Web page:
In response to the petition and its amendments, the district court first attempted to locate the bailiff-a court security officer-who had been responsible for the safekeeping of Webster's jury. Six years had elapsed (it was now July 2001), so the judge asked the U.S. Marshal's office to assist in locating the officer. The court eventually determined that the officer was deceased. The judge then decided to send an investigator to track down and interview the jurors. Without input from the parties, the judge appointed an investigator employed by the U.S. Attorney's Office for the Northern District of Illinois. The judge chose this particular investigator because he had worked for the judge in a previous position and the judge had "great confidence" in "his capacity to do exactly what he was told to do, nothing more and nothing less." The judge instructed the investigator to interview all the jurors except M.J. The investigator used a list of questions that the parties jointly drafted.
The investigator apparently encountered some difficulty locating the jurors; the interviews were not completed until 2006. The results were a mixed bag, to say the least. The first question was: "The court records show that on one day one of the jurors did not appear.
Do you recall any such time when that might have occurred?" Seven jurors said they did not recall a juror being absent; four jurors said they did. Of the four who did remember a juror's absence, three recalled that an alternate juror replaced the absent juror, a claim wholly unsubstantiated by court records. One of the four thought the juror was absent on the day before Thanksgiving; another claimed the juror was absent on the first two days of deliberations. Two correctly recalled that the absent juror was male; one said the absent juror was female. The second question was: "Do you recall being sent home early because of this juror's absence?" The jurors answered either "no" or that they did not recall.
The investigator testified about the results of the juror interviews at an evidentiary hearing held in September 2008. In lieu of live testimony from the courtroom deputy clerk who had worked on Webster's trial, the parties stipulated that the clerk would testify as follows:
(1) he "ha[d] a general independent recollection of the Webster case because, among other reasons, the defendant received a life imprisonment term"; (2) he recalled being notified of M.J.'s absence; and (3) based on the judge's custom and practice, he believed the jury was sent home that day because of the juror's absence, although he did not personally witness this happening.
Webster's trial and appellate counsel also testified at the hearing. Trial counsel testified that based on his experience appearing before the trial court, the judge would have made a record and notified counsel before sending the jury home early. The attorney did not, how-ever, have an independent recollection of whether this actually occurred. Webster's appellate attorney testified that he was unaware of the juror's absence until after the conclusion of Webster's direct appeal. Finally, Webster testified that he was never informed that a juror was absent for a day during deliberations until some time long after he was sentenced.
On March 20, 2009, the district court issued a written decision rejecting all of Webster's grounds for habeas relief. Regarding the absent-juror claim, the judge began by noting that "[t]here is no question that it is improper for eleven jurors to deliberate in the absence of the twelfth juror whether or not prejudice can be shown," citing generally to Araujo,62 F.3d 930. United States v. Webster, No. 99-C-6510, 2009 WL 779806, at *3 (N.D. Ill. Mar. 20, 2009) (emphasis added). But the judge held that because Webster had not raised his twelve-person jury claim on direct appeal and did not list it as a ground for relief in his original § 2255 petition, the claim was procedurally defaulted or untimely.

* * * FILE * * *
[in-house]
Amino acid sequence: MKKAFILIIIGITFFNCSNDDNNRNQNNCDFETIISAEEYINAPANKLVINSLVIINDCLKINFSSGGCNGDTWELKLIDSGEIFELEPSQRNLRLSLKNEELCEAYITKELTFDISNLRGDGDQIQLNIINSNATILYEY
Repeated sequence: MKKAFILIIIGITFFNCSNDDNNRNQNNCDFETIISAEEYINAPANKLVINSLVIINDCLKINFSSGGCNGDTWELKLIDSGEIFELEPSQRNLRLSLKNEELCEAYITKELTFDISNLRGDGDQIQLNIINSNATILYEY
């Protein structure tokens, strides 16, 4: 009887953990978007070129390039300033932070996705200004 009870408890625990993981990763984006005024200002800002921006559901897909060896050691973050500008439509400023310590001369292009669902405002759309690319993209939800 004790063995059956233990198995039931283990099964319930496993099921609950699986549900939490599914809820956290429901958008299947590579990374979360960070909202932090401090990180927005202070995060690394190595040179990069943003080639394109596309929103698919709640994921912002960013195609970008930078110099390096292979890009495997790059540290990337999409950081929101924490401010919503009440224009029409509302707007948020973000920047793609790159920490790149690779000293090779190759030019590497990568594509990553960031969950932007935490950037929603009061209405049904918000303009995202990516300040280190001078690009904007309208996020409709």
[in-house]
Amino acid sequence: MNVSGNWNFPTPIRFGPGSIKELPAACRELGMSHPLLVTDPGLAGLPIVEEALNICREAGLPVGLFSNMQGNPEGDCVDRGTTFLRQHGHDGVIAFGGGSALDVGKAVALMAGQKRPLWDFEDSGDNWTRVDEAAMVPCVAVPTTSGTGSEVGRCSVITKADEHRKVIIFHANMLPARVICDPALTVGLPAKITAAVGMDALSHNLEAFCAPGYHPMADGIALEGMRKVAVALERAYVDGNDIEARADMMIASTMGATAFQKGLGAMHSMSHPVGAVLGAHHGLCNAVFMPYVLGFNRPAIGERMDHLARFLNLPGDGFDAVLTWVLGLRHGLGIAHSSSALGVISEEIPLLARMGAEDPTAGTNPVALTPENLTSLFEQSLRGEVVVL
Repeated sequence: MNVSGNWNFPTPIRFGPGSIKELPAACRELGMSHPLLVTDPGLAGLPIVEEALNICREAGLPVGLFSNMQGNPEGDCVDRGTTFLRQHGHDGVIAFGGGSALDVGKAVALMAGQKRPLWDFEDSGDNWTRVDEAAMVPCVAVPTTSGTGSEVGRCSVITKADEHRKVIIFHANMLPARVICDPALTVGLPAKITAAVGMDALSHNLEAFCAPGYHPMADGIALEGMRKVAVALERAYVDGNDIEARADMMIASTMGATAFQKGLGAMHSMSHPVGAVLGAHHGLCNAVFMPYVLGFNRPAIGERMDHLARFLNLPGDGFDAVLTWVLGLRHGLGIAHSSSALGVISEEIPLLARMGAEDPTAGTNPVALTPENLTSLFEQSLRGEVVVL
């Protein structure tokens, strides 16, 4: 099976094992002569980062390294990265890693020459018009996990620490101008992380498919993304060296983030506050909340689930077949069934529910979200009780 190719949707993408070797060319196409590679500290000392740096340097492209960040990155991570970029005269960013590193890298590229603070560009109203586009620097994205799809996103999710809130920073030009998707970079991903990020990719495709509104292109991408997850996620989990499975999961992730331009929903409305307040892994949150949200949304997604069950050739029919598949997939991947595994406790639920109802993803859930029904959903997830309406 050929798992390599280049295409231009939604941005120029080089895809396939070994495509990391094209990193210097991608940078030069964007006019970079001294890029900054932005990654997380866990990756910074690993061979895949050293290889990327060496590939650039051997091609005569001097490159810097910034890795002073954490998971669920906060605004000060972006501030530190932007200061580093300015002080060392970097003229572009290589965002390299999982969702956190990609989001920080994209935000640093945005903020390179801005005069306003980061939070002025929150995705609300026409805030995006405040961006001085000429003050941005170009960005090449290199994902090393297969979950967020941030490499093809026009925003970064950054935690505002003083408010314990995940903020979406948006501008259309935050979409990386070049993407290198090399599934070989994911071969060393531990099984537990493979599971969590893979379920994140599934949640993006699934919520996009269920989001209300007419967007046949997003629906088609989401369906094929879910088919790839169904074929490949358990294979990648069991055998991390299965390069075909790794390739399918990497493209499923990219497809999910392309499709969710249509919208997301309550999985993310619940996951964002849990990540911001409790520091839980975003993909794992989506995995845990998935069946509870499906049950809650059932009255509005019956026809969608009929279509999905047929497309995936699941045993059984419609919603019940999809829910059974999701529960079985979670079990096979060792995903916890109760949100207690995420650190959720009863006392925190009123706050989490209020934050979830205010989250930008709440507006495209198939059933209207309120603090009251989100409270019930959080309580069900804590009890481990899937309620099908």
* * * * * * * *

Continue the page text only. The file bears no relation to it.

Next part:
Ultimately, however, the judge addressed the absent-juror issue in connection with Webster's fraud-on-the-court claim. Webster's theory was that the bailiff instructed the jurors to deliberate in M.J.'s absence without informing the trial judge and this amounted to a fraud on the court. The judge found the evidence insufficient to establish that improper deliberations had actually occurred. Referring to the results of the juror interviews, the judge noted that "[n]one of the jurors recalled deliberating with less than all of the jurors." Id. at *4. The judge also cited his normal practice of sending the jury home when a juror is absent. The judge*fn1 thought it unlikely that the jurors would have deliberated with fewer than twelve members present because they were accustomed to "waiting for a late juror in the morning or after lunch or while a juror or two attends to personal needs." Id. at *4 n.4. Because there was no evidence that the bailiff instructed the jury to deliberate without M.J. and insufficient evidence to establish that the jury actually did so, the judge rejected Webster's claim that his convictions were procured by a fraud on the court. The judge did not address Webster's related claim of ineffective assistance of counsel. The district court granted a certificate of appealability on the absent-juror claim in its various iterations.
On appeal Webster concentrates on his twelve-person jury claim and the related claim that trial counsel was ineffective for failing to object to the continuation of deliberations in the absence of the twelfth juror. He has dropped his fraud-on-the-court theory. We review the district court's denial of § 2255 relief under a dual standard of review; we accept the district court's findings of fact unless they are clearly erroneous and review legal questions de novo. Sandoval v. United States, 574 F.3d 847, 850 (7th Cir. 2009). A factual finding is clearly erroneous when "the reviewing court on the entire evidence is left with the definite and firm conviction that a mistake has been committed." United States v. McGraw, 571 F.3d 624, 629 (7th Cir. 2009) (internal quotation marks omitted).